BRUSSELS (Reuters) - The fund designed to shield taxpayers from future banking crises in the euro zone totalled 24.9 billion euros (22.19 billion pounds) at the end of June, close to half the maximum size it is supposed to reach in 2023, the institution in charge of it said on Tuesday.
Euro zone countries created the fund, and the Single Resolution Board that runs it, in 2014 to finance the winding down of failed banks as a means of better managing bank risk.
It is being financed by banks themselves, with contributions due to reach 1 percent of all covered deposits in 2023. In 2014 the European Commission estimated that as equivalent to around 55 billion euros.
The board said that, as of 30 June, it had collected 7.5 billion euros from 3,315 institutions in annual contributions and the bank held 24.9 billion euros in total.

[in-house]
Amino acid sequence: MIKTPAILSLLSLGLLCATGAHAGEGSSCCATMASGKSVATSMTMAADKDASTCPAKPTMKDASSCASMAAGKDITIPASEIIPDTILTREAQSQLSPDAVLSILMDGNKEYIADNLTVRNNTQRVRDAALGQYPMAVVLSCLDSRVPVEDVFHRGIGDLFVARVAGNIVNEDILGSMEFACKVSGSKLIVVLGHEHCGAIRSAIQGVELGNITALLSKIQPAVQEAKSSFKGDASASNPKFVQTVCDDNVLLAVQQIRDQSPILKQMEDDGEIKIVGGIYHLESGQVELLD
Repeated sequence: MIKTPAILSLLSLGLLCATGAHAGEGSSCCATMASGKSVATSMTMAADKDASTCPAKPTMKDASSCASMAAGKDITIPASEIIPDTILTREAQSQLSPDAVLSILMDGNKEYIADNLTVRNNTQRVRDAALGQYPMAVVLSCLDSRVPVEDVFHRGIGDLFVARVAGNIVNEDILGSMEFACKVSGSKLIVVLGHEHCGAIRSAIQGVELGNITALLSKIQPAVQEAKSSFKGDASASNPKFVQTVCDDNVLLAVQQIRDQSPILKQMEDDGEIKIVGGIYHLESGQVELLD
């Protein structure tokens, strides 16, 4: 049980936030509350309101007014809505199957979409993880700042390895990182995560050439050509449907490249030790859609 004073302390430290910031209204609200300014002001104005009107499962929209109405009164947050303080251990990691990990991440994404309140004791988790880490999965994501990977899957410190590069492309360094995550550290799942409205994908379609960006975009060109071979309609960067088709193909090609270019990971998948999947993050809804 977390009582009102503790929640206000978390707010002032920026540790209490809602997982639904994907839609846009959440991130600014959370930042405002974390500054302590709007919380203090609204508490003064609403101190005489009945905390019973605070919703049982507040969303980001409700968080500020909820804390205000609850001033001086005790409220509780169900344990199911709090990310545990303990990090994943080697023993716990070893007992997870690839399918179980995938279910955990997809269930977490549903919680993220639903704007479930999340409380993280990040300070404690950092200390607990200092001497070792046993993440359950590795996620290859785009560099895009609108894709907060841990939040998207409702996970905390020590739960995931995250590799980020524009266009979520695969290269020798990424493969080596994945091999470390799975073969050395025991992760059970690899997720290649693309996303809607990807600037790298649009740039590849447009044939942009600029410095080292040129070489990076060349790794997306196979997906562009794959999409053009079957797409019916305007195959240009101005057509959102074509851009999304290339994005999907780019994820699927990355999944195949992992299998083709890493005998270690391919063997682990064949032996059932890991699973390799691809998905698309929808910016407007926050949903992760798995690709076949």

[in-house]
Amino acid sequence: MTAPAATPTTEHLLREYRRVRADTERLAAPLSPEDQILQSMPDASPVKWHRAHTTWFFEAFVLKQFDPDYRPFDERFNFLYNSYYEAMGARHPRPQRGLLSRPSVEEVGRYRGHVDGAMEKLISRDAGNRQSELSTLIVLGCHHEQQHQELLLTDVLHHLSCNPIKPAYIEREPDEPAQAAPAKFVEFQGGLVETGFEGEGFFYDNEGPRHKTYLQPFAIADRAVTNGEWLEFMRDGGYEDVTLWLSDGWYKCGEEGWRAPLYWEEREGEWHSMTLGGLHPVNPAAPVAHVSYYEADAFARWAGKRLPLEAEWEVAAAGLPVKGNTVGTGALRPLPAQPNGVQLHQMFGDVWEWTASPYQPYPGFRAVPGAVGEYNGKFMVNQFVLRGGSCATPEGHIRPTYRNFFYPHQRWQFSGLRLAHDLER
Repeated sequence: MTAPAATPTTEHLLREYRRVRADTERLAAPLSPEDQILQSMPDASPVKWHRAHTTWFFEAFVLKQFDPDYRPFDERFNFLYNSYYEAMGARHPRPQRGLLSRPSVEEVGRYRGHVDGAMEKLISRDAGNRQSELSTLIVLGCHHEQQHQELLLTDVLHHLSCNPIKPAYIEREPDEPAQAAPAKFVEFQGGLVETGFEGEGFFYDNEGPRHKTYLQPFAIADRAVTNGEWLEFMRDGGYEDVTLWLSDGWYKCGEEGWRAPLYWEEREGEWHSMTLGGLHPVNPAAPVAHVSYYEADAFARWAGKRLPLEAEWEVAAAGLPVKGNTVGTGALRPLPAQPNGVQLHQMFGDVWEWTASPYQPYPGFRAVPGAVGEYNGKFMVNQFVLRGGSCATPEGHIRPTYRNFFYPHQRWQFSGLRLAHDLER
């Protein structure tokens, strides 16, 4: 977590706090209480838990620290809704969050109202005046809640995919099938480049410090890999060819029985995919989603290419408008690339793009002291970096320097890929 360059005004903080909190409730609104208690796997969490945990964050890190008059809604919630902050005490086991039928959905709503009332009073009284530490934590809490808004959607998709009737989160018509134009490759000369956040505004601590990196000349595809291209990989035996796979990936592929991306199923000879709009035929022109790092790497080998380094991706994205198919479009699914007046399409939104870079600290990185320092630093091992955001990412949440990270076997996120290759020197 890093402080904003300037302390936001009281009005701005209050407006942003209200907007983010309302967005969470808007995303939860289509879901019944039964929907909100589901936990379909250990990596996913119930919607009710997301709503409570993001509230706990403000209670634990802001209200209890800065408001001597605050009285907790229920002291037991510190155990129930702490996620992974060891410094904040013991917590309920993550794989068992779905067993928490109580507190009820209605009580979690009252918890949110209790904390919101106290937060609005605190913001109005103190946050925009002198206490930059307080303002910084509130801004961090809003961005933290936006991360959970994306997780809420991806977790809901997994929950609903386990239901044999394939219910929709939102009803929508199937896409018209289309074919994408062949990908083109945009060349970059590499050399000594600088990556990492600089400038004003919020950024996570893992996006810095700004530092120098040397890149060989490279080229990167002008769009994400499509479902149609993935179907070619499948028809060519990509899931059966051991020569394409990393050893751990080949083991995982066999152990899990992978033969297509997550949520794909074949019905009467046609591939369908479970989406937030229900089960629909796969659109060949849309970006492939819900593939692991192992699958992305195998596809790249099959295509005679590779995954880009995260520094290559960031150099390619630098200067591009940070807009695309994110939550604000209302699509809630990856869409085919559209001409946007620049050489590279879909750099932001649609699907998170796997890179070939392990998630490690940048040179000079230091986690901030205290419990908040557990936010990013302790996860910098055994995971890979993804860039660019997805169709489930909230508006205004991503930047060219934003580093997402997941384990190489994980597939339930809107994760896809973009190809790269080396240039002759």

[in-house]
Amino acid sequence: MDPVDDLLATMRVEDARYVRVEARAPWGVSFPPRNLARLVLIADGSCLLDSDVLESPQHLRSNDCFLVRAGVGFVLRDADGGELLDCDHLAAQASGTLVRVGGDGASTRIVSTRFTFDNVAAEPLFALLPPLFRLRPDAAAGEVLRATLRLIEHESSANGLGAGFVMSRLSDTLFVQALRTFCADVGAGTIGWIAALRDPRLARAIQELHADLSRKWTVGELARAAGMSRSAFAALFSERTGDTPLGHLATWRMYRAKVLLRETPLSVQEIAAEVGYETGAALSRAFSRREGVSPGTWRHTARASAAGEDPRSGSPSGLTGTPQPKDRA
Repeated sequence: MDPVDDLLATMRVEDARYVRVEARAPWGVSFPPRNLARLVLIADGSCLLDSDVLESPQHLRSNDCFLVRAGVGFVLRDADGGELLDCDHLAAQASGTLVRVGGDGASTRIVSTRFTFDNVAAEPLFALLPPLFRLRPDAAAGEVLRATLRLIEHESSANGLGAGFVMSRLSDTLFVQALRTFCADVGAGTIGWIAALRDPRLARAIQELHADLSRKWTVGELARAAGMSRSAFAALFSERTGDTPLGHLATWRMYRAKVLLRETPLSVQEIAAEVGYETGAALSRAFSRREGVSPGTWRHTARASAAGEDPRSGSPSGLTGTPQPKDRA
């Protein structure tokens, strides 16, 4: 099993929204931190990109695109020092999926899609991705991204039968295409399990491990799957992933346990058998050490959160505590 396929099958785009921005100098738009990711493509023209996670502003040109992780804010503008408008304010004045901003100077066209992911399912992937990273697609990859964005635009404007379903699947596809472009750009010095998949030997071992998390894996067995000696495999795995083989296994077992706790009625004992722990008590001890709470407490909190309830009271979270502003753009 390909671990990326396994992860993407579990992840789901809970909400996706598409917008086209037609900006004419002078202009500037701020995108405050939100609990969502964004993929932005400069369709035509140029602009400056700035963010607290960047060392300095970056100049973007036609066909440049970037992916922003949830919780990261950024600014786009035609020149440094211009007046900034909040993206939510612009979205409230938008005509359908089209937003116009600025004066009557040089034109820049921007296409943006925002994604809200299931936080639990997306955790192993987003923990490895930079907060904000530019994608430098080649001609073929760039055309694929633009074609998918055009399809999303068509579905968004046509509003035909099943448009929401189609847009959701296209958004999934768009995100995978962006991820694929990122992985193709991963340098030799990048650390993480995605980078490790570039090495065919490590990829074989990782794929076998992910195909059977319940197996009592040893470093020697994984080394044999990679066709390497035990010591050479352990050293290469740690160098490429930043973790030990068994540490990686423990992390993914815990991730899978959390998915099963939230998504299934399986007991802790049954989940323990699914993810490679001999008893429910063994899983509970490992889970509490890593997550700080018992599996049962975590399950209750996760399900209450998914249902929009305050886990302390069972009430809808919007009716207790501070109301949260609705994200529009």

Euro zone finance ministers agreed in June that their bailout fund should be able to lend the bank resolution fund up to 60 billion euros in the event of a major crisis.
Money from the bank fund may be used to guarantee the assets or liabilities of a bank under resolution, lend to that bank, buy its assets or pay shareholders or creditors.
It cannot be used directly cover losses or to recapitalise a bank.
Reporting By Jan Strupczewski; editing by John Stonestreet